At a joint press conference on Thursday morning, US secretary of state John Kerry confirmed that the agenda for his meetings Iraqi foreign minister Hoshyar Zebari and the other members of the high-level Iraqi delegation would include the terrorist threat from Al-Qaeda, the crises in Egypt and Syria, weapons smuggling between Iraq and Syria, the internal situation in Iraq, and intervention by Iran and Hezbollah in Iraqi affairs.
In remarks to the press before the meeting, Kerry said: “We agreed that we cannot allow them [Iran and Hezbollah] to play on the sectarian divides that recruit young Iraqis to go fight in a foreign war, the same way that we cannot allow al-Qaida and other extremists to recruit young men from Iraq and elsewhere to join into their twisted version of jihad. So we are committed to helping Iraq to withstand these pressures and to bolster the moderate forces throughout the region.”
The US secretary of state stressed his country’s commitment to helping Iraq and said that the US “welcome[s] the steps that have been taken by the Iraqis to build a strong, democratic, and inclusive state.”
At the same press conference, Zebari said: “We have together endured many challenges together . . . and our mutual relationship have continued engagement of the United States. We’ve always emphasized the importance, the significance, of continued U.S. engagement, which is critical for the success of Iraq and the Iraqi people on our ongoing transformation to a stable, inclusive, democratic, and prosperous country in the heart of the Middle East.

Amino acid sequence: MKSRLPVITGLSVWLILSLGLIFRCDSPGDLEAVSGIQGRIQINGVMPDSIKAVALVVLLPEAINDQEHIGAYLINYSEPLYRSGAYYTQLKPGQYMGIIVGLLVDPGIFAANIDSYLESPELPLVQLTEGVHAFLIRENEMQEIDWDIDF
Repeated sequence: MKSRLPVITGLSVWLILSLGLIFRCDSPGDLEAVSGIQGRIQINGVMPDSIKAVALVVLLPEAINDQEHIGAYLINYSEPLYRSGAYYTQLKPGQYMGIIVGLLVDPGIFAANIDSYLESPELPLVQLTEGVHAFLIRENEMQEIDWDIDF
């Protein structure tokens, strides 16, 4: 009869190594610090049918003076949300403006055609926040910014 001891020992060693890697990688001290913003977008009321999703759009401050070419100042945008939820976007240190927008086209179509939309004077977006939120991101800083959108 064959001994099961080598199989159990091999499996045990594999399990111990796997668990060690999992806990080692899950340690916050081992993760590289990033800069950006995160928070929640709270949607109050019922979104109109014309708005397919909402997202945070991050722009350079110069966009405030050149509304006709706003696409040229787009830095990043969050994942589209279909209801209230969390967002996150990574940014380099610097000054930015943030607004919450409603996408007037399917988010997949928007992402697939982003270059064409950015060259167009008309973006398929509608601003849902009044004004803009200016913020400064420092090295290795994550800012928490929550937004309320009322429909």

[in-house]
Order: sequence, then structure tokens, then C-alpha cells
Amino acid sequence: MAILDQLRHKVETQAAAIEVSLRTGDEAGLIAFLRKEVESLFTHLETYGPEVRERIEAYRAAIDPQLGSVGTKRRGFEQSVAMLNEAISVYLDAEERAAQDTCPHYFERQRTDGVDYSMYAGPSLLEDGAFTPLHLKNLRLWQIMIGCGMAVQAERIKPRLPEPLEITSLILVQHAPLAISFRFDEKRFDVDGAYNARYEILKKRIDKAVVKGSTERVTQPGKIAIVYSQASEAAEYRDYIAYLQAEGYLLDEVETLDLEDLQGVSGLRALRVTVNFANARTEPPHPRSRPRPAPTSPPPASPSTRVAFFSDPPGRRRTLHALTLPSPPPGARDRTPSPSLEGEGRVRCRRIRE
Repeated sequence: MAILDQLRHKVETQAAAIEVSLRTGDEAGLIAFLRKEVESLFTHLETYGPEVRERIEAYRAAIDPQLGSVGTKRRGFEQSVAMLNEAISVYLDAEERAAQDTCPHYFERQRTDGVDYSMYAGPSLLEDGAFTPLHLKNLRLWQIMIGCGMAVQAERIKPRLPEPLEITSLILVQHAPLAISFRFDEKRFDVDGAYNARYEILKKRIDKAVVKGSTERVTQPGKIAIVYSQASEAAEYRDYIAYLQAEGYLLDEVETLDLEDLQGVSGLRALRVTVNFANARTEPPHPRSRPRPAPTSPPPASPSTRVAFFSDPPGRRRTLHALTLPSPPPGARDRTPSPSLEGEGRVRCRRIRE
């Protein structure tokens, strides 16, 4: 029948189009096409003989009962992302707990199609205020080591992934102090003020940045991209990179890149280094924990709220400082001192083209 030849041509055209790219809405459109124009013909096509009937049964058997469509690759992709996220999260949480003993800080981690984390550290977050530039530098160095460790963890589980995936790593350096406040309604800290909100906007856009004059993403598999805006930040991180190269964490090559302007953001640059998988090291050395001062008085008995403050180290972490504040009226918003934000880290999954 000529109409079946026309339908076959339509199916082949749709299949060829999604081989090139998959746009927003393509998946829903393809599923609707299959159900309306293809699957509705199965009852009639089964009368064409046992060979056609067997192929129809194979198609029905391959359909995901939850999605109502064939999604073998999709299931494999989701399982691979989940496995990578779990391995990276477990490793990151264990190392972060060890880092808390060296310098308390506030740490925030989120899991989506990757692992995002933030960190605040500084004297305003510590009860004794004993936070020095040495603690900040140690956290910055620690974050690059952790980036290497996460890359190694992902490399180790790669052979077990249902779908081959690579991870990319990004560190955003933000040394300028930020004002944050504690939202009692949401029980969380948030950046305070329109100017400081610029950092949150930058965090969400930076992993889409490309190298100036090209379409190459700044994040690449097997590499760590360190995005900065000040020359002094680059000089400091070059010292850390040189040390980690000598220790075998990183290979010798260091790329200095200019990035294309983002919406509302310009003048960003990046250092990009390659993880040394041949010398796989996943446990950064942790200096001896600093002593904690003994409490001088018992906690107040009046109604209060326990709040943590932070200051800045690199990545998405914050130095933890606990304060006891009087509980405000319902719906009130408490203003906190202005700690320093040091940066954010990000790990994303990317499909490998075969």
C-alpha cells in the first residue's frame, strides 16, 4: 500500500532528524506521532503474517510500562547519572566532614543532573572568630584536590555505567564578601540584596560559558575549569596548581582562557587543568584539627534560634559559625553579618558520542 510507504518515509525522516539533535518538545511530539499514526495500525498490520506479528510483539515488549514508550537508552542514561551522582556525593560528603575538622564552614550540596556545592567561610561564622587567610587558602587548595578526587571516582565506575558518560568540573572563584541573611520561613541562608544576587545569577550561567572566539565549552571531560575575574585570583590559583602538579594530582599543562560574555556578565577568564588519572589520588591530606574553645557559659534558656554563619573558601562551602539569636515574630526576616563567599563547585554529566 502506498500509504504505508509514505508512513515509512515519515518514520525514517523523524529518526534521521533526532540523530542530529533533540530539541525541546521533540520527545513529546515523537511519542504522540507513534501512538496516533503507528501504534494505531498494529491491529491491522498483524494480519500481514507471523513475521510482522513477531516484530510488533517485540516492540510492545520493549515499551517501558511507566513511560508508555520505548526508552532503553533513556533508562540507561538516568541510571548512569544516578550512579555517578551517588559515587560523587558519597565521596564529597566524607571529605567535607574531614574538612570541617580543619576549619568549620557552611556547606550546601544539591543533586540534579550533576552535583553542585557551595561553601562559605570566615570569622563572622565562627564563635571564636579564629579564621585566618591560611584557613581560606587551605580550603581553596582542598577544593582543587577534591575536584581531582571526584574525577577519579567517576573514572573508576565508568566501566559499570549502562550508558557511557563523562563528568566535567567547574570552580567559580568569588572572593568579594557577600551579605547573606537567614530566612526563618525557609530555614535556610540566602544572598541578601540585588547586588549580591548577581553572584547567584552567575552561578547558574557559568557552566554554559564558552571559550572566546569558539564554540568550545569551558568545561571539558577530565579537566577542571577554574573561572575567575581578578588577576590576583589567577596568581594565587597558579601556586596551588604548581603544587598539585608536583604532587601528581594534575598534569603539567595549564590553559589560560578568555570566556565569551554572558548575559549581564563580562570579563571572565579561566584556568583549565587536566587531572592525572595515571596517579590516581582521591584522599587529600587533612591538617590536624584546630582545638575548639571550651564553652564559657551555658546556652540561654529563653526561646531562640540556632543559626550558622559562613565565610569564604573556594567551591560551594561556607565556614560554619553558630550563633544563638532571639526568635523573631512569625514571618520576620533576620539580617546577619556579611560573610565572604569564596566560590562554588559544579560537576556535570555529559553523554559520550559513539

He also denied that Iraq will provide any financial or military support for the conflicting parties in Syria.
Zebari arrived in the US capital heading a high-level delegation on Tuesday evening to chair the fourth meeting of the Joint Coordination Committee on political and diplomatic relations, a part of the US–Iraqi Strategic Framework Agreement.
Zebari also met with other US officials and researchers in local research centers.
During the visit, Iraq reportedly asked the White House for help in persuading the US Congress to overcome its objections to the sale of sophisticated Apache helicopters to Iraq for use in anti-terrorist operations in Iraqi territory.
The Daily Beast, a US online news outlet, said the US government informed Congress of the sale of military equipment to Iraq worth USD 4.7 billion. However, both the House and Senate Foreign Affairs Committees refused to authorize the sale of Apache helicopters.
The news outlet quoted a House Foreign Affairs Committee spokesman who said that the committee is reviewing the proposed arms sale to Iraq in order to make sure it will help establish security in the country, adding that the State Department is currently working with the leaders of the committees to dispel fears that Iraq will use the Apache helicopters against internal enemies instead of terrorists.